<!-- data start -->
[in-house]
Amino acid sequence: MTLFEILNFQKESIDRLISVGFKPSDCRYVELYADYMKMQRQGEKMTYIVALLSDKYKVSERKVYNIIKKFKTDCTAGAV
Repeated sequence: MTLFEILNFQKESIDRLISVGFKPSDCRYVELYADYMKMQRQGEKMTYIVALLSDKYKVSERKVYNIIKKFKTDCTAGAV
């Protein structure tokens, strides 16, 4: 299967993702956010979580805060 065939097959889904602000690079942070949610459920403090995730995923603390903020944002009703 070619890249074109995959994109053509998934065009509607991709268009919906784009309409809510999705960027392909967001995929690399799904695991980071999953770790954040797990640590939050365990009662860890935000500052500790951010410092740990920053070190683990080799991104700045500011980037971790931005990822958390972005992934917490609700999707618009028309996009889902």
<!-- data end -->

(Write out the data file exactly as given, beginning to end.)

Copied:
[in-house]
Amino acid sequence: MTLFEILNFQKESIDRLISVGFKPSDCRYVELYADYMKMQRQGEKMTYIVALLSDKYKVSERKVYNIIKKFKTDCTAGAV
Repeated sequence: MTLFEILNFQKESIDRLISVGFKPSDCRYVELYADYMKMQRQGEKMTYIVALLSDKYKVSERKVYNIIKKFKTDCTAGAV
């Protein structure tokens, strides 16, 4: 299967993702956010979580805060 065939097959889904602000690079942070949610459920403090995730995923603390903020944002009703 070619890249074109995959994109053509998934065009509607991709268009919906784009309409809510999705960027392909967001995929690399799904695991980071999953770790954040797990640590939050365990009662860890935000500052500790951010410092740990920053070190683990080799991104700045500011980037971790931005990822958390972005992934917490609700999707618009028309996009889902």